Friday, June 26, 2009

It is more then just being considerate - Design for Accessibility

Many visitors to your web site may have certain physical challenges. Accessibility refers to web designs that remain accessible despite any physical, sensory, and cognitive disabilities, work constraints, or technological barriers. Many web sites are image and media intensive that may not lend itself to adaptive devices such as screen readers, voice browsers, and Braille translators.
Building more accessible content does not mean you have to delete complex and/or rich media sites. Or by offering a text-only based site alternative.

The W3C supports and encourages a accessibility program ( This site provides guidelines and standards to build ore accessible web content. Some tips you will find at this site:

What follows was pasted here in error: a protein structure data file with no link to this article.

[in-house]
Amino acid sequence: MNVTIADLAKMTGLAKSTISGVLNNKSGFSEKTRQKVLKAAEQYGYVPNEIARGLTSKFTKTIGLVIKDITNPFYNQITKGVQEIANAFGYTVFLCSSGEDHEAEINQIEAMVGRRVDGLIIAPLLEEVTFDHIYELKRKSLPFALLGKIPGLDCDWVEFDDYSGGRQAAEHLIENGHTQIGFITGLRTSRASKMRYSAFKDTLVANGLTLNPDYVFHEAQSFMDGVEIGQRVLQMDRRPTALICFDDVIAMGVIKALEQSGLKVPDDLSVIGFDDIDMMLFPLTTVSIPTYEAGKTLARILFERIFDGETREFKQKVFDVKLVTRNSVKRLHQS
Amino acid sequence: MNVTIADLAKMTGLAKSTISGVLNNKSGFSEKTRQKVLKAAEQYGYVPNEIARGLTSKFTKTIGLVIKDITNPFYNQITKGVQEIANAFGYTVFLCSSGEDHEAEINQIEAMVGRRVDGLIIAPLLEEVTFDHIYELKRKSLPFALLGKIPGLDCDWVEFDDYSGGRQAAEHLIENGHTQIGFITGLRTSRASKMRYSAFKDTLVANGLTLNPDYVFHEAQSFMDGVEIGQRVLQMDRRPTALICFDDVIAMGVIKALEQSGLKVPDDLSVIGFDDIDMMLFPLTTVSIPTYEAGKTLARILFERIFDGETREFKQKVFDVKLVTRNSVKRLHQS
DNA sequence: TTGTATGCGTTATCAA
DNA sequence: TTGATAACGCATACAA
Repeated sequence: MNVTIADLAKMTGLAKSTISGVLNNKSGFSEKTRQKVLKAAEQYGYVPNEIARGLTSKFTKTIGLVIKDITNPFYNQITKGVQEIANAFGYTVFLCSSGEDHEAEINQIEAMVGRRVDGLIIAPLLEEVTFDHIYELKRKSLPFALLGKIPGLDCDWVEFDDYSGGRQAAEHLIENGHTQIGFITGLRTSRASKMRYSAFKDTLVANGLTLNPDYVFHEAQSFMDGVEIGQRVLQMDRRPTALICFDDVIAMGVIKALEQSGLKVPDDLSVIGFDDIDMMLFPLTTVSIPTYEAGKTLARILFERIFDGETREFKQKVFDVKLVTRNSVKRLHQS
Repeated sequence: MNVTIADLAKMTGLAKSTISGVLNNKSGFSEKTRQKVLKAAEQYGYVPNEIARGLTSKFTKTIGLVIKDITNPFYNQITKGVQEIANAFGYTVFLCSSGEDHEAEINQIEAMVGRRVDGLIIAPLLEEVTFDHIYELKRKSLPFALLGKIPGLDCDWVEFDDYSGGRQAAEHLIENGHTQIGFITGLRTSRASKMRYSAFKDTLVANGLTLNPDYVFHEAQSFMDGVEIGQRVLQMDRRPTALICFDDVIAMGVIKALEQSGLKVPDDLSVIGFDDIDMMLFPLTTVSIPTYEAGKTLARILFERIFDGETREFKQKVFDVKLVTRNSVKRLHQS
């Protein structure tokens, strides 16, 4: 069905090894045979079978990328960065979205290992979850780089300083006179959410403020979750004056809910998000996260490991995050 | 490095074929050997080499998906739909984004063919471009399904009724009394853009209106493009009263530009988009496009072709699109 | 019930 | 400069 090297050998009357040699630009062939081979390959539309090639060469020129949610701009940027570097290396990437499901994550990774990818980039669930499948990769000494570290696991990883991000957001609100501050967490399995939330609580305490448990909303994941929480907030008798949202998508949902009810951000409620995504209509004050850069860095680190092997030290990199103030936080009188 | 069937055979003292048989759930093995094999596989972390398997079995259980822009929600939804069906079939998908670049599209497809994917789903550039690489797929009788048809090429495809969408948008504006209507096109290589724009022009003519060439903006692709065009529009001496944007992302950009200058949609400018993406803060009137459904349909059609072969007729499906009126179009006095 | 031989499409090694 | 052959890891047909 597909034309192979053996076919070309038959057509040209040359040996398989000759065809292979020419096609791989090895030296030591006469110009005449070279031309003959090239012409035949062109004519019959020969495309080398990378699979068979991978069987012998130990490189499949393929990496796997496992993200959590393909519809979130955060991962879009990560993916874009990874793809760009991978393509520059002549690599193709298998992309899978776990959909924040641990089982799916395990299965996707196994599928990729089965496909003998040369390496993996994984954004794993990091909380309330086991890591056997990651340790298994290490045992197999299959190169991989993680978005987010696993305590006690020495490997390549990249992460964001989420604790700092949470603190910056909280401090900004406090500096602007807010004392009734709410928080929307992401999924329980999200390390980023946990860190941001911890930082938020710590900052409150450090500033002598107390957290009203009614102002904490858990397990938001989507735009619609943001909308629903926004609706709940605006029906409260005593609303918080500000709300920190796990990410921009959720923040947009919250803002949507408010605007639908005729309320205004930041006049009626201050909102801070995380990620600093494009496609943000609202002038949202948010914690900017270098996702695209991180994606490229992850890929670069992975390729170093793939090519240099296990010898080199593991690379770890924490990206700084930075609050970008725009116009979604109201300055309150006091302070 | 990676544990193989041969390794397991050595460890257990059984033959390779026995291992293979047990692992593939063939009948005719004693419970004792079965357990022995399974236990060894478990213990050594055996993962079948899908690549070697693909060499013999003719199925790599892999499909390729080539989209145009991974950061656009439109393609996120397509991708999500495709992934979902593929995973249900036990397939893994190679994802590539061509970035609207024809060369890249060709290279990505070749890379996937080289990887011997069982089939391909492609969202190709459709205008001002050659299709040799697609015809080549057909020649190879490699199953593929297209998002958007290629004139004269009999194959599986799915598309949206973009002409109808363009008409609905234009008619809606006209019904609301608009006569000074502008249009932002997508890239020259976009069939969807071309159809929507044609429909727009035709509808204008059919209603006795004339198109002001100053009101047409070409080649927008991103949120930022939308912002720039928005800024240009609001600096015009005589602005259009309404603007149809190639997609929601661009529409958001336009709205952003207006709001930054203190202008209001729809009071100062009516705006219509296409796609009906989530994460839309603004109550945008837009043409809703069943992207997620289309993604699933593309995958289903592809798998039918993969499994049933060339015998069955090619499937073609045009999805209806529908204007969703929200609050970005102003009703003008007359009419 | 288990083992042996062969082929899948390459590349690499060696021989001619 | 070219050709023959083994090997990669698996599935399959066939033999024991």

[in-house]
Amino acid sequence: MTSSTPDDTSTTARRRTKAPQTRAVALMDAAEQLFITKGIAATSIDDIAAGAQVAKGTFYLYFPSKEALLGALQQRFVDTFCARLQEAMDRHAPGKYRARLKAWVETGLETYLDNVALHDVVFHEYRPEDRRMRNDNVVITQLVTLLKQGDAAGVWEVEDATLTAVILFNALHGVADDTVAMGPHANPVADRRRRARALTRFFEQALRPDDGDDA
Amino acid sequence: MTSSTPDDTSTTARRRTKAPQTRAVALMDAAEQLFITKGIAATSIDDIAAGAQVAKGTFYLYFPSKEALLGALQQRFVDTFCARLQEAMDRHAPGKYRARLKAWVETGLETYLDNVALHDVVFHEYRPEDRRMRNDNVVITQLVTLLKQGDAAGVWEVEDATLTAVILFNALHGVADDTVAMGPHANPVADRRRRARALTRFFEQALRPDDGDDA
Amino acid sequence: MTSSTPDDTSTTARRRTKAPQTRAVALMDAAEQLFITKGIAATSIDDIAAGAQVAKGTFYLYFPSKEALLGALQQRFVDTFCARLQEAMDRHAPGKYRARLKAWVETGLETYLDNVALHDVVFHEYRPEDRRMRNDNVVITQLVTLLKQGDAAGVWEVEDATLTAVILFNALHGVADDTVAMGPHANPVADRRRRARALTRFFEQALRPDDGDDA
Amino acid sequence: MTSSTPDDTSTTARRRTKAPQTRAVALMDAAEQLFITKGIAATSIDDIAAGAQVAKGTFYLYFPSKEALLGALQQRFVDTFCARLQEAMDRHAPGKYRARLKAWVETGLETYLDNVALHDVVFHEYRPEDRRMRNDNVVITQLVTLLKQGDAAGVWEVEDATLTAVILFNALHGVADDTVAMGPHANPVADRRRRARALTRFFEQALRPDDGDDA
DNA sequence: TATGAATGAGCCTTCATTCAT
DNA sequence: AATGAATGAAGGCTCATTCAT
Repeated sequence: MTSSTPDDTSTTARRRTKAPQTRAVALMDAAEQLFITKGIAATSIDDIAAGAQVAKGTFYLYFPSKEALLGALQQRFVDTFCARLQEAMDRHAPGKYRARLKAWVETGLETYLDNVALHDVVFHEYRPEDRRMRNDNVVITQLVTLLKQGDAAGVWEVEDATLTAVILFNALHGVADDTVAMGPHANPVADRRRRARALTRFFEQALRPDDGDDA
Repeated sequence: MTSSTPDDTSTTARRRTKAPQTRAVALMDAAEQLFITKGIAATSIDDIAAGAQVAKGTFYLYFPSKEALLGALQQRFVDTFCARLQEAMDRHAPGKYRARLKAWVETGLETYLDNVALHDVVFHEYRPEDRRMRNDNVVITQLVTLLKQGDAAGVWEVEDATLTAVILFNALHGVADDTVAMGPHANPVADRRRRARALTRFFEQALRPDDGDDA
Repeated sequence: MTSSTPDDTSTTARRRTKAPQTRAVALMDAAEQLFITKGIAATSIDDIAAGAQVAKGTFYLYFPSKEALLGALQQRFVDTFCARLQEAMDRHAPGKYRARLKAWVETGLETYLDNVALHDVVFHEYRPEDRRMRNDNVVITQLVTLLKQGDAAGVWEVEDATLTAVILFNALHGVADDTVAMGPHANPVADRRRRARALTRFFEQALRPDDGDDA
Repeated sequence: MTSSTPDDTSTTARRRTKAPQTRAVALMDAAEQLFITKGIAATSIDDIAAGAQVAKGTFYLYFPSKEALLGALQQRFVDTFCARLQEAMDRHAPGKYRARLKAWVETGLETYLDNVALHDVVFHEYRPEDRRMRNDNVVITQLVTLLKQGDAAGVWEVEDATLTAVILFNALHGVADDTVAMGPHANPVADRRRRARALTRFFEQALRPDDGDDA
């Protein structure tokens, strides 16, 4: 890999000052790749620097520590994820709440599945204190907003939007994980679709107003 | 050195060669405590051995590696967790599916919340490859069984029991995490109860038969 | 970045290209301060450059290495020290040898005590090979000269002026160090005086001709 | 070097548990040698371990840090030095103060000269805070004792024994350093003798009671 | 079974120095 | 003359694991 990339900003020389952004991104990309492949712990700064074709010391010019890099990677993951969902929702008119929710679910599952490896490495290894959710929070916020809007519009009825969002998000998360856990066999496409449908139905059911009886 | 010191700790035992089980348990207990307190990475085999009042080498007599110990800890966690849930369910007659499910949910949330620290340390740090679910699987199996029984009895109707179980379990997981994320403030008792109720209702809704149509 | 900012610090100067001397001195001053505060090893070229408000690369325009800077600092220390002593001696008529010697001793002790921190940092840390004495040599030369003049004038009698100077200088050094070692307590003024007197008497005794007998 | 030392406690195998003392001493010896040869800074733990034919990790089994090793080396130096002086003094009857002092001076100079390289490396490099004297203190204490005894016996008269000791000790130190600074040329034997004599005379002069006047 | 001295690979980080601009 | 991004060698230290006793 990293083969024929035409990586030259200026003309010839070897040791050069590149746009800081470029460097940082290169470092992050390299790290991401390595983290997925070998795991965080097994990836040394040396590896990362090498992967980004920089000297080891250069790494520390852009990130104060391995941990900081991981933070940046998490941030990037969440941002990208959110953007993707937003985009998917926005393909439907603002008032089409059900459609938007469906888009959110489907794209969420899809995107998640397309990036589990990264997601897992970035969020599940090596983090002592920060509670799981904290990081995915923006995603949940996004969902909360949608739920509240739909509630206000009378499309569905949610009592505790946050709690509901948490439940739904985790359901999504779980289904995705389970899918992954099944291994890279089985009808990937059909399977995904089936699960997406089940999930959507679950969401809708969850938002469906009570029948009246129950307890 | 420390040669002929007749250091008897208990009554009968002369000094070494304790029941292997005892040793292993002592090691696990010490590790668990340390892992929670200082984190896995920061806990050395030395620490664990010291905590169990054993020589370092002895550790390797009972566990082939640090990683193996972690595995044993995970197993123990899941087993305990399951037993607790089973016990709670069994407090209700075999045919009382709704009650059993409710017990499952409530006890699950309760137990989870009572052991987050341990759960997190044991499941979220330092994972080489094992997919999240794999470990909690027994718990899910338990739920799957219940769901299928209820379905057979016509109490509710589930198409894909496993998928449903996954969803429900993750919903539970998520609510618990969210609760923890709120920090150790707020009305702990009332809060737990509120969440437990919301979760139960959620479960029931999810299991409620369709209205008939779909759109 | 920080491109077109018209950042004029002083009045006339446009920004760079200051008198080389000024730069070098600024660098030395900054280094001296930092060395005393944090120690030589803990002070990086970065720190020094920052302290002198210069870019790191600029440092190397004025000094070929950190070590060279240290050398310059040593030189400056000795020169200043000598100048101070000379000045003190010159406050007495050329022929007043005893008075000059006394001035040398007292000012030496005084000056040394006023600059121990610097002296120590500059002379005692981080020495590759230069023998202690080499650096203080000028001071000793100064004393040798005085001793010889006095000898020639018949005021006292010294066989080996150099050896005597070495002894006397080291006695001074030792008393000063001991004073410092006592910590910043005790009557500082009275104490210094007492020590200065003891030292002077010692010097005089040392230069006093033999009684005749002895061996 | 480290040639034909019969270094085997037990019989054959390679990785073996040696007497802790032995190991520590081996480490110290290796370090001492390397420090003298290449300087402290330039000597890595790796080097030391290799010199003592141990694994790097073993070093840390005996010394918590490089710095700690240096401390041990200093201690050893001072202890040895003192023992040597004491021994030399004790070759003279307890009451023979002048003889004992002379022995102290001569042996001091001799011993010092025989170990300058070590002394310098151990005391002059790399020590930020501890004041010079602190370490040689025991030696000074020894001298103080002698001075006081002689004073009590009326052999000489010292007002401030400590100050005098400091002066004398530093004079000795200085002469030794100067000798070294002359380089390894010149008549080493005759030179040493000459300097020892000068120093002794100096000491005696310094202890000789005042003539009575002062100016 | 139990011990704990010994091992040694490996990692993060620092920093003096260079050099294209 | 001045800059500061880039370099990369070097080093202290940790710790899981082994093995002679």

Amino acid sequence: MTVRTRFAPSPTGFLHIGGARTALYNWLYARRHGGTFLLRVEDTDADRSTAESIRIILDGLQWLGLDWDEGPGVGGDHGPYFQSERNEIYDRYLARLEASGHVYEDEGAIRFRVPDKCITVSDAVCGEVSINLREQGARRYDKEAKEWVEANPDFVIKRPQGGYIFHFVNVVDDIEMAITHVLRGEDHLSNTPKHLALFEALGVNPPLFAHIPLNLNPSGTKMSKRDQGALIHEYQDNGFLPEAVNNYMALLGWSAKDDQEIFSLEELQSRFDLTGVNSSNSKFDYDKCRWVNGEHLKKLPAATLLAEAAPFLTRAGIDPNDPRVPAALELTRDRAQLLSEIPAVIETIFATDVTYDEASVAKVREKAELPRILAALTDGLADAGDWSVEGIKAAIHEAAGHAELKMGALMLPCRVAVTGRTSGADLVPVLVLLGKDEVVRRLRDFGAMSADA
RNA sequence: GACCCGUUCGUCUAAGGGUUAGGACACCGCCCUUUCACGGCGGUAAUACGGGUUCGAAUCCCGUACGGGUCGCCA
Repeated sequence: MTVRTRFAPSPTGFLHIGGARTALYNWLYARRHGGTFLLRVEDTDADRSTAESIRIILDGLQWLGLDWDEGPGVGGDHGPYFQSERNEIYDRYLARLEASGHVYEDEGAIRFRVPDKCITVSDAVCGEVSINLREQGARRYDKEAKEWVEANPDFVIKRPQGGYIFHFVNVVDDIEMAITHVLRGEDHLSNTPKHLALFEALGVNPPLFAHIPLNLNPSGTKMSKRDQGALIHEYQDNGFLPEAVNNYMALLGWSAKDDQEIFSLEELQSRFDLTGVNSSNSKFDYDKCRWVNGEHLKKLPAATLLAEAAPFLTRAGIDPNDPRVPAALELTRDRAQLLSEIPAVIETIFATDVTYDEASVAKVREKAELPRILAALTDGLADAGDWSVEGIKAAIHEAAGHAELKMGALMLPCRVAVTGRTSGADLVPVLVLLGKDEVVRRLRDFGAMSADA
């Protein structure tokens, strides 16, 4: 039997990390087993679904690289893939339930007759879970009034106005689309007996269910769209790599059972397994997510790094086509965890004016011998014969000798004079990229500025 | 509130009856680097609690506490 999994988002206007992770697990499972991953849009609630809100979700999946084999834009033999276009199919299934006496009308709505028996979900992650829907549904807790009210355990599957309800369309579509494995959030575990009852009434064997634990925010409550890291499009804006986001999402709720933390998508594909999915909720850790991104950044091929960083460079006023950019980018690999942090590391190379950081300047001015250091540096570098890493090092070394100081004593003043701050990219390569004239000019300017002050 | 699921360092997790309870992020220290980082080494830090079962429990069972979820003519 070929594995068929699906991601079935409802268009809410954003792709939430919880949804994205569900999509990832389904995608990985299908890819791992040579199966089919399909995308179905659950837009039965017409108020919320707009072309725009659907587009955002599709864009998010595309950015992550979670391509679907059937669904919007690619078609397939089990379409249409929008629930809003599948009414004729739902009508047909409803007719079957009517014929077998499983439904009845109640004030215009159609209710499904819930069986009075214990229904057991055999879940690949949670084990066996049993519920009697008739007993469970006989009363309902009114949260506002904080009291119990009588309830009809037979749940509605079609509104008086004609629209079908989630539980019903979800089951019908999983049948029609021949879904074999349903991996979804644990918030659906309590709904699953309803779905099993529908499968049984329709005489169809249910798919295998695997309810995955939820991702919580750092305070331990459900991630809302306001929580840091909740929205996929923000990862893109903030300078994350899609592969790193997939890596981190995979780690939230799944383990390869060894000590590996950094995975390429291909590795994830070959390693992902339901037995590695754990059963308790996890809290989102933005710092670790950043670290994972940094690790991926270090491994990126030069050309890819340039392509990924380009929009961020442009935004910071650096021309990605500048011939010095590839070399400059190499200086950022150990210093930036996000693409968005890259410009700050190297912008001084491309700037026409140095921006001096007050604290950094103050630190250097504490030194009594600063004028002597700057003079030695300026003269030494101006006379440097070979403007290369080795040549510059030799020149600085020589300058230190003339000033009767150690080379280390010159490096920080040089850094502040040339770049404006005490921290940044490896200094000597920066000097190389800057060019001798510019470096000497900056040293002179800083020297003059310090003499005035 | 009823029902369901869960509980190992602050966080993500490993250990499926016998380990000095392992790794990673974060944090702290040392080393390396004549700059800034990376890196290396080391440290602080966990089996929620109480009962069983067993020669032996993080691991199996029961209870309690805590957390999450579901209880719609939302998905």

• Images and animation – use the alt attribute to describe the function of each visual
  • Multimedia – Provide captioning and transcripts of audio ad descriptions of video
  • Hypertext links – Use text that makes sense when read out of context.
  • Page organization – Use headings, lists, and consistent structure. Use CSS layout and style where possible.
  • Scripts, applets, and plug-ins – provide alternative content in case active features are inaccessible
  • Tables – make line-by-line reading sensible and summarize
  • Validity – check design ad validate code using validators from W3C.
  • For physically challenged visitors validate site by using Bobby ( -recently sold to IBM or similar web-based tools offered by W3C for checking accessibility guidelines.

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